How Can Someone Get Sober When They Are in Denial?

man in denial struggling with addiction

Only a small percentage of people decide to get sober on their own. Without having some significant ramifications that occur directly from their drug and alcohol use, many people choose to stay in their active addiction. The ease and comfort of alcoholism or addiction can keep a person from seeing that they are doing damage to themselves and everyone else around them. 

Denial is commonly displayed among people who suffer from addiction. No one wants to admit that they are physically and mentally different from other people who can drink or use “normally.” Expressing denial is how they believe they can go on without feeling bad about what they are doing. 

They Do Not Want to Feel Responsible

Taking responsibility for specific actions is difficult for someone who is still active in their addiction. They already drink and use to numb the pain they are feeling, so the likelihood they will come right out and say they need help is not probable. Most likely, a person still drinking and using will refuse to take any responsibility at all. Instead, they will justify anything, so they do not have to look bad. Blaming others seems like a more comfortable choice to deflect from how they feel on the inside.

They Are Incapable of Being Vulnerable

Addiction causes someone to build walls up to protect themselves from others who want them to stop drinking and using. Instead of admitting they are hurting, they will act like everything is hunky-dory to deny that they need anything from anyone. Asking for help is a sign of weakness for many people. Appearing weak is not an acceptable option. Whether an individual wants “street cred” or wants everyone to believe they have it all together when they don’t, seeking help is often a bridge too far. Admitting their addiction puts them in a vulnerable position that they are not ready to be in. 

They Believe They Are in Control

There is a vast discrepancy in what people believe is happening and what is actually happening. A person under the influence will mistakenly think they are in control of their habit. The truth, however, is that drugs and alcohol have control over them. The denial they have about who is in power can be proven by the situations they put themselves in and the lengths they are willing to go to get drunk or high. Drugs and alcohol certainly have control over a person when they go against their moral compass to do whatever it takes to appease their addiction.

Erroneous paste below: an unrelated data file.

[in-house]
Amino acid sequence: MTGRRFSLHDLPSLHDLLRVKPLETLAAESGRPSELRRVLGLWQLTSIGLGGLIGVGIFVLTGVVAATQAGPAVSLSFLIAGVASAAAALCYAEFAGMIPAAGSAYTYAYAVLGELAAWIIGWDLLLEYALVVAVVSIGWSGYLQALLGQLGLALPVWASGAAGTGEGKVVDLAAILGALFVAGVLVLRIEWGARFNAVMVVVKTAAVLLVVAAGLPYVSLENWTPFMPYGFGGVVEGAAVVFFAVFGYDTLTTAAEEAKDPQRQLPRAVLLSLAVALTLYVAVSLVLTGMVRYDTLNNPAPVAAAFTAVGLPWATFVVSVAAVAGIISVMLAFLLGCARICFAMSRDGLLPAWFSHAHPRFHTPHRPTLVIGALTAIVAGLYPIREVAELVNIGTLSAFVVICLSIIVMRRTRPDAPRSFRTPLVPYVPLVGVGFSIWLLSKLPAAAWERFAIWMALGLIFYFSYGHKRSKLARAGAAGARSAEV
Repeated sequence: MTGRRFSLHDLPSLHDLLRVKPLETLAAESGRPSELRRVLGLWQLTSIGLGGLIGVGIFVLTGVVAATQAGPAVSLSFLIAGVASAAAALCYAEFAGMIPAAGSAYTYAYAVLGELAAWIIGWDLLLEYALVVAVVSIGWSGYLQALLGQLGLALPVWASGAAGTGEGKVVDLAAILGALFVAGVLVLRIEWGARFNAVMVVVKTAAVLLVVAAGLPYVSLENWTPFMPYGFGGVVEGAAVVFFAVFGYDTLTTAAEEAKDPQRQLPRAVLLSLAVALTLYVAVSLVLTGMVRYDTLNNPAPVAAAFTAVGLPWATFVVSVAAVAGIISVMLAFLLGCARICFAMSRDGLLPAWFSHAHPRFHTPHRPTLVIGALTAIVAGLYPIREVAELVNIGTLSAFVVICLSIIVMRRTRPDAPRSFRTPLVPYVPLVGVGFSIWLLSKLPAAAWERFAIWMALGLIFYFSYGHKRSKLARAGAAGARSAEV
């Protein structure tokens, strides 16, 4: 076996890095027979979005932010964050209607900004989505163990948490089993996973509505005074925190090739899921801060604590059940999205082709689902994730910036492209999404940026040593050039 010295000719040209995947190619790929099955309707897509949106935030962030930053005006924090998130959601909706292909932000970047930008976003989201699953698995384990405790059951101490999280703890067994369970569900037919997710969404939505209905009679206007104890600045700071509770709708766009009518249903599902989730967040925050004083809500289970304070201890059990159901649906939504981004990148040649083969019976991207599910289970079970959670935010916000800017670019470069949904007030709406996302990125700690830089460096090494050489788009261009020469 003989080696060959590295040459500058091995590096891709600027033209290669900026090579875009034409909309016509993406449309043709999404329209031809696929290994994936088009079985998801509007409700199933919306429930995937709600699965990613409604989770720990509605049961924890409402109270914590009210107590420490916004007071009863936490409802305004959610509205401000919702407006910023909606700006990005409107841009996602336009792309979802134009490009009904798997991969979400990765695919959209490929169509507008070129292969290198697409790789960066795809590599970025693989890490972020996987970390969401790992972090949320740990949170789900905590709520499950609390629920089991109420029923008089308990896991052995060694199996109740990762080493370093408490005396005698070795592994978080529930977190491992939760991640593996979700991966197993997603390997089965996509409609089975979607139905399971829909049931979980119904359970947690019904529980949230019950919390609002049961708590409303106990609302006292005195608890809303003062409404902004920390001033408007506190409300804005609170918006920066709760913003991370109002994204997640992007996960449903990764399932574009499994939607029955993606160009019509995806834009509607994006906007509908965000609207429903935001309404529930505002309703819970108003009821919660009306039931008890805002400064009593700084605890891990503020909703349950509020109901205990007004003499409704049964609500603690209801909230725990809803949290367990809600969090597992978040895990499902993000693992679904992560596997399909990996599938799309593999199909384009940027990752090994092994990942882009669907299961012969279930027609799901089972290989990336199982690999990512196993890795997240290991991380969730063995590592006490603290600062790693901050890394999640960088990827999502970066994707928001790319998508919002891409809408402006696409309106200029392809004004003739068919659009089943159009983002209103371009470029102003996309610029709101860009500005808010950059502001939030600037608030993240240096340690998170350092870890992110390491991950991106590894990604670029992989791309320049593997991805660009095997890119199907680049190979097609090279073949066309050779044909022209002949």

They Are Not Ready to Face the Problem

There are not too many people who want to admit they are addicted to drugs and alcohol. They are embarrassed and ashamed that they let everything get as far as it has. Rather than face the problem, they will deny everything that’s happened to them. The main reason for their denial is that they know the alternative of getting sober will be a complicated process. Cleaning up the mess means looking at their issues, facing hurt relations head-on, taking advice from medical professionals, or going to jail. Drinking and using may seem like a great idea to avoid looking in the mirror and surrendering. Although recovery may appear to be strenuous and tedious, staying in the throes of addiction takes just as much work with more immense ramifications. 

They Downplay the Consequences

Since drugs and alcohol take away a person’s real sense and reason, they will act like they “got this” or that they are “just not that bad” even though everything is falling down around them. Even though they have gone to jail, have lost everything, or have failing health, they can’t stop using. These substances have such a hold over them that they deny that drugs and alcohol have anything to do with the consequences. Addiction is cunning, baffling, and powerful enough to persuade a person there is something else causing the consequences.

They Refuse to Acknowledge the Situation

Whenever a person addicted to drugs or alcohol is confronted about their situation, they tend to run. Acting as if nothing has happened is their coping mechanism unless someone points out what they did. A person suffering from addiction feels all alone, so talking about what is going on makes them feel like everyone is against them. Most loved ones do not get that acknowledging the situation means that the addicted person will feel exposed and embarrassed. Getting sober might be a no-brainer for observers, but the addict usually has a warped perspective.

When these examples take place, a person could talk their way right out of their recovery. There is a recovery plan for them when they are ready to accept. They need to put their prejudices aside, or else they could miss the opportunity of a lifetime. Recognizing the need for cessation of drugs and alcohol and making an effort to learn tools for relapse prevention can give someone a life beyond their wildest dreams. All that is necessary is a seed of willingness to see their recovery start unfolding before their very eyes. 

The Detox Center of Colorado is here to support you when you are ready to make a change. We offer a continuum of care that is effective in assisting someone in gaining long-term sobriety. Our treatment culture is all about building unity for those who have suffered enough from their drug and alcohol addiction. Through evidence-based therapy options and Colorado’s endless adventure, Valiant Detox fosters connection and close-knit community of recovery-minded individuals. Clients are restored to full health and experience life-changing healing with the power of recovery. Call us today to start your journey: (303) 952-5035.


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